Colombia cites progress on risk management

Source(s): United Nations Office for Disaster Risk Reduction – Regional Office for the Americas and the Caribbean
President of Colombia, Juan Manuel Santos, addressing the 6th Regional Platform on Disaster Risk Reduction in the Americas
President of Colombia, Juan Manuel Santos, addressing the 6th Regional Platform on Disaster Risk Reduction in the Americas

CARTEGENA, 20 June, 2018 – Colombia, one of the world’s most vulnerable countries to natural hazards, has made great progress in implementing disaster risk reduction policies, although much remains to be done, President Juan Manuel Santos said today.

Addressing the official opening of the three-day Vl Regional Platform for Disaster Risk Reduction in the Americas, President Santos said that this progress could be seen in the country’s rapid response to the threat posed by landslides around the Ituango hydroelectric dam project that forced tens of thousands to flee their homes.

The necessary protocols were put into practice and people evacuated as soon as the first warnings arrived. “Fortunately, we have not had a single fatality. Our priority is to save lives and we will not rest until the emergency is overcome,” he said.

“Today, we can state that the country is much more prepared to answer any emergency it faces. We have good systems of coordination,” he added.

But it was not always so. President Santos told delegates that when he took office in 2010, the country immediately had to face the worst ever La Niña. Heavy rains from the weather phenomenon triggered flash floods, landslides and long-term flooding of river plains and caused billions of dollars of damage.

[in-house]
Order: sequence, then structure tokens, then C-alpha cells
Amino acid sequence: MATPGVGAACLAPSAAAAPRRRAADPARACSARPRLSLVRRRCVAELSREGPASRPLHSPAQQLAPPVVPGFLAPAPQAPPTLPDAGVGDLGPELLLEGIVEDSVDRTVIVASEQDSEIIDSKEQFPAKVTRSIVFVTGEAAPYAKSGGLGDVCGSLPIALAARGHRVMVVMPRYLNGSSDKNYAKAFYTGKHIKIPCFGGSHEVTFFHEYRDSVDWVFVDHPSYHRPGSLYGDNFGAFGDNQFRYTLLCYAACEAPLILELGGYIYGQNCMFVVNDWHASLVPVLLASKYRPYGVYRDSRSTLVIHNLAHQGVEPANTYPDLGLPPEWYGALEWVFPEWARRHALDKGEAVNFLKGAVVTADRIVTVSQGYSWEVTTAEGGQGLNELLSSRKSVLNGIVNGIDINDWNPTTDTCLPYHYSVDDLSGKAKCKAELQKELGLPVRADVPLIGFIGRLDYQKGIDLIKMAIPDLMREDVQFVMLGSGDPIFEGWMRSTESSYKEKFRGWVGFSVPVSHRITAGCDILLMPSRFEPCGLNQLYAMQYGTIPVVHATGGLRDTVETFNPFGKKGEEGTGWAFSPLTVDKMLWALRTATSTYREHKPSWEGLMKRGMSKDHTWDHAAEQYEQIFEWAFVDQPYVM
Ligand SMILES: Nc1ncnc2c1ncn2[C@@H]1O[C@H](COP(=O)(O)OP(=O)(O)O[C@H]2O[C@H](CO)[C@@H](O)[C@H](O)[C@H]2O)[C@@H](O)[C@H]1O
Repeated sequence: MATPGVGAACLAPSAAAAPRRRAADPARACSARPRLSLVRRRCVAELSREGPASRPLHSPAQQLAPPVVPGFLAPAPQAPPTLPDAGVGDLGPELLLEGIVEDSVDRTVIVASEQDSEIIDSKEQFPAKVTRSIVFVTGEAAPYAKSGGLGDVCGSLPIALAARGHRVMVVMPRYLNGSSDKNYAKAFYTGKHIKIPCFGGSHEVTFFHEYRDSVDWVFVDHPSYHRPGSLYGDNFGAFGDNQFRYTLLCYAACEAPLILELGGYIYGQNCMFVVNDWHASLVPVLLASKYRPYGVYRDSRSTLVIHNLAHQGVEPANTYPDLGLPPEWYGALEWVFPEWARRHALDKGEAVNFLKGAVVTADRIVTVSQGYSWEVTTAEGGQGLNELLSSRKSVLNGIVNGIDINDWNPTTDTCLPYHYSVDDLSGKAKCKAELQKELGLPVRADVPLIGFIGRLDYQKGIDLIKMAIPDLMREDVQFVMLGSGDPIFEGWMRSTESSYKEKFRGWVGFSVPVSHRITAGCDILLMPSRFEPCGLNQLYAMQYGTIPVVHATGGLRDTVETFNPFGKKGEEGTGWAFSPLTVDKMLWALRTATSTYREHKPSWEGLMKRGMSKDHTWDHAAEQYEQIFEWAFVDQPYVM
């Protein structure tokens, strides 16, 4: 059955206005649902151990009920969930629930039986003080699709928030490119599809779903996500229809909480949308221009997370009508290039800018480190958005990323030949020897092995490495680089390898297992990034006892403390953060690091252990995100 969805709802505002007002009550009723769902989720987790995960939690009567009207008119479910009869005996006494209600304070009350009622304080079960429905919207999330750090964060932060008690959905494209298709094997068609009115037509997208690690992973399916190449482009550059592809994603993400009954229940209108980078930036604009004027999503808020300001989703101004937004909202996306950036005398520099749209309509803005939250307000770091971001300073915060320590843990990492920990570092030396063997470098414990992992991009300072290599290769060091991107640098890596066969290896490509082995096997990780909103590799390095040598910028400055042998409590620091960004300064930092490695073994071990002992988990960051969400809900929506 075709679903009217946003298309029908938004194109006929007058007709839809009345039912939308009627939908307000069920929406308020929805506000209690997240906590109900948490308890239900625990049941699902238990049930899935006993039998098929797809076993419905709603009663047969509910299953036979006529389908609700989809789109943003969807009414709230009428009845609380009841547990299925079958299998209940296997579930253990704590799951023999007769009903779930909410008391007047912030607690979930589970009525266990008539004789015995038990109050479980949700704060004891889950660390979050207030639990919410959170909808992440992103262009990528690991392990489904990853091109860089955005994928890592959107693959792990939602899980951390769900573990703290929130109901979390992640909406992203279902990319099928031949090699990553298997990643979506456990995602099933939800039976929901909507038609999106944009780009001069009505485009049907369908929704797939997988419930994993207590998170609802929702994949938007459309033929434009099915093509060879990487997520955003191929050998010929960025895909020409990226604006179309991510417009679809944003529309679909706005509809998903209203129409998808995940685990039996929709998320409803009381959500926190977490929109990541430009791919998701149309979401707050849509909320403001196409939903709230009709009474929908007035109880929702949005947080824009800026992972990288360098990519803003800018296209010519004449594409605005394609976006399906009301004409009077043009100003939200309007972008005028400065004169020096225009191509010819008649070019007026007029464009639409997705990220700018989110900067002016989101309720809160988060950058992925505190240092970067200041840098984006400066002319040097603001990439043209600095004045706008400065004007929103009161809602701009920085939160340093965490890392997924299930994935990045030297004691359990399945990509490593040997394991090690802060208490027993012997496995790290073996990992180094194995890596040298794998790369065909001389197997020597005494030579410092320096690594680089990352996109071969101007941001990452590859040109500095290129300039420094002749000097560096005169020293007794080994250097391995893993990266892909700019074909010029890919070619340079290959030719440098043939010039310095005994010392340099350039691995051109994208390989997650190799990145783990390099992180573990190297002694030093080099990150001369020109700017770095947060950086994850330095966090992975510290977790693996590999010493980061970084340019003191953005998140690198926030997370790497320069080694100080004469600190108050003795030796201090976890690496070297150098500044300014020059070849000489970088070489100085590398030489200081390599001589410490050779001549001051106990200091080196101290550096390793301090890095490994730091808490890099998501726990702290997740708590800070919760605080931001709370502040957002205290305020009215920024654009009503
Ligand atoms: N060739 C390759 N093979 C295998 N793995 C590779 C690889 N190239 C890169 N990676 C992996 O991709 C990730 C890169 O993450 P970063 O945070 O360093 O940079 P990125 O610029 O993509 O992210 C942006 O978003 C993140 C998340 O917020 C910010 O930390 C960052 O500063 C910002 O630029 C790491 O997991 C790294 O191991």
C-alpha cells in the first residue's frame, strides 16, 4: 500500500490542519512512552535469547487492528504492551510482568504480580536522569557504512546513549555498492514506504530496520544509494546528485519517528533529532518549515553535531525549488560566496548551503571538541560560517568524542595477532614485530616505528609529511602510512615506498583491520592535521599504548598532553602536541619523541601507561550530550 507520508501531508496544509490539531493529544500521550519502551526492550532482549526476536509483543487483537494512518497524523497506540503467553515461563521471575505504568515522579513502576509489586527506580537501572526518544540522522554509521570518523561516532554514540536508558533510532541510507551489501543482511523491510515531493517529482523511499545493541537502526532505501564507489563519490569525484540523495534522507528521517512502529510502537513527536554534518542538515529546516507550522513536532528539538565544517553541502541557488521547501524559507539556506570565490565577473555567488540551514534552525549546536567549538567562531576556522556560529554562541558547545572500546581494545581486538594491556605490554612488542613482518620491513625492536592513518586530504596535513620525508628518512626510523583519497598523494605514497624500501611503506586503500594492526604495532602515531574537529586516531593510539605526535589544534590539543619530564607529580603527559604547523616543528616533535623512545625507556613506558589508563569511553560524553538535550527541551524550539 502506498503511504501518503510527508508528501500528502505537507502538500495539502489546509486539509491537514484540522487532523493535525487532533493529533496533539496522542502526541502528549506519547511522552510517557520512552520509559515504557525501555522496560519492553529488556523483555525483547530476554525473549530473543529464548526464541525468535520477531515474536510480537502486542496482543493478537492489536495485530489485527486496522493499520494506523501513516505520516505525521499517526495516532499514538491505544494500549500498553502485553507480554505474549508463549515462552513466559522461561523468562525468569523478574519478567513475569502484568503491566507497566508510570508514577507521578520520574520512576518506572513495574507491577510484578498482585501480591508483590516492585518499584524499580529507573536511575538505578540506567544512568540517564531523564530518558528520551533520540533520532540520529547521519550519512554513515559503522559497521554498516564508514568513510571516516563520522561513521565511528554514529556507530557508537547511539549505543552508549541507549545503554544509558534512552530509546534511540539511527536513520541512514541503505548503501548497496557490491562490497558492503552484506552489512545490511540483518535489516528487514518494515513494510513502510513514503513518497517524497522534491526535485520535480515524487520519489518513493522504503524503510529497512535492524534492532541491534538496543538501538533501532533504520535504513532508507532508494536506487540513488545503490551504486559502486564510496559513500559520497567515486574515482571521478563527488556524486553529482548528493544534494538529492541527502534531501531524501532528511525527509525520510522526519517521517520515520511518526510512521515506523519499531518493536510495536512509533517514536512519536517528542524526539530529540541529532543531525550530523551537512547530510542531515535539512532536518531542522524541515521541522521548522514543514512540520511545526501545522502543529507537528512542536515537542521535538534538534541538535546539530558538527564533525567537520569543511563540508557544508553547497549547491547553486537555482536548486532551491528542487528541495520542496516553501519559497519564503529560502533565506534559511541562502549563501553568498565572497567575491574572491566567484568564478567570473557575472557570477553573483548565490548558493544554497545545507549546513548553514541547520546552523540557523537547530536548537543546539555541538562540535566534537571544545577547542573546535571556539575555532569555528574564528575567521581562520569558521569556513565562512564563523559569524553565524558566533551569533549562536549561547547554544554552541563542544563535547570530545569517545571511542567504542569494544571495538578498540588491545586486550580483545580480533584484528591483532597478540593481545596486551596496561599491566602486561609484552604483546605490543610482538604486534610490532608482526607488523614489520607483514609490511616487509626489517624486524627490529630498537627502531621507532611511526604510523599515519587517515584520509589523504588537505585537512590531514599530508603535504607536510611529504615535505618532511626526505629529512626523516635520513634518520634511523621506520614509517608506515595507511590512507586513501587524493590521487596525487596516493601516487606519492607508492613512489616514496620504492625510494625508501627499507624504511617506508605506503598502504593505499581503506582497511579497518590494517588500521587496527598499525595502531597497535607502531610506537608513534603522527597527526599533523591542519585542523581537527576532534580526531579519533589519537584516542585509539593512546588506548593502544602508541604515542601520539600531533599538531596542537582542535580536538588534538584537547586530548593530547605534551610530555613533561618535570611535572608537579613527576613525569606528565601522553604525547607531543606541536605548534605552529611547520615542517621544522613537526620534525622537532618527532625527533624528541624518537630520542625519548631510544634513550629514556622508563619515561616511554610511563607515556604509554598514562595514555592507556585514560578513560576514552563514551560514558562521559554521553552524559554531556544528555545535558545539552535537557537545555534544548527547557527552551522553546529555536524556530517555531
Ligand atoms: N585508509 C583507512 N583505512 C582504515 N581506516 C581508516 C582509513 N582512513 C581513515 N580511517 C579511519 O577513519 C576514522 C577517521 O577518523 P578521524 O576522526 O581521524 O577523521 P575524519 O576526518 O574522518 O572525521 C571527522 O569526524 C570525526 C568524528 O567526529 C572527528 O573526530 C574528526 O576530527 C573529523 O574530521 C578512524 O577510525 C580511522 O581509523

Colombia has since taken a number of measures to manage disaster risk and mitigate the impact of disasters. In 2012, it established a national system for disaster risk management and introduced a number of policies. “Today, we are far better organized; we have financing mechanisms and planning tools,” he said.

The government set out to reduce the vulnerability of communities most exposed to natural disasters through resilience-building programmes. Such programmes save money as well as lives.

“For every peso invested in reducing risk, we have saved seven pesos in disaster management,” Santos said. More than 10 million people have benefitted from government disaster risk reduction programmes. Over the past three years, the programmes have reduced the impact of natural disasters on people by 51 per cent, he said.

Community-level disaster resistance drills form an important part of the approach, he said. “Many do not believe in the importance of drills, but they are very important. If you know what needs to be done, the difference is considerable,” he said.

Around Ituango, over 20,000 people participated in 19 evacuation drills and 163 workshops led by the National Unit for Disaster Risk Management, which also installed numerous warning systems in the affected municipalities.

In her opening address to the three-day conference, Special Representative of the UN General-Secretary for Disaster Risk Reduction and head of the UN Office for Disaster Risk Reduction, Mami Mizutori, applauded Colombia’s achievements.

“Colombia stands out for its many successes in disaster risk reduction. It was the first country to align its national development plan with the (UN’s) Sustainable Development Goals (SDGs) and the Sendai Framework, explicitly integrating disaster risk reduction and action on climate change as conditions for resilient growth,” she said.

But Santos warned that Colombia still faces big challenges, including the full implementation of the national plan for risk reduction and complying with its international commitments under the Sendai Framework, the global plan for disaster risk reduction adopted in 2015.

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Hazards Landslide
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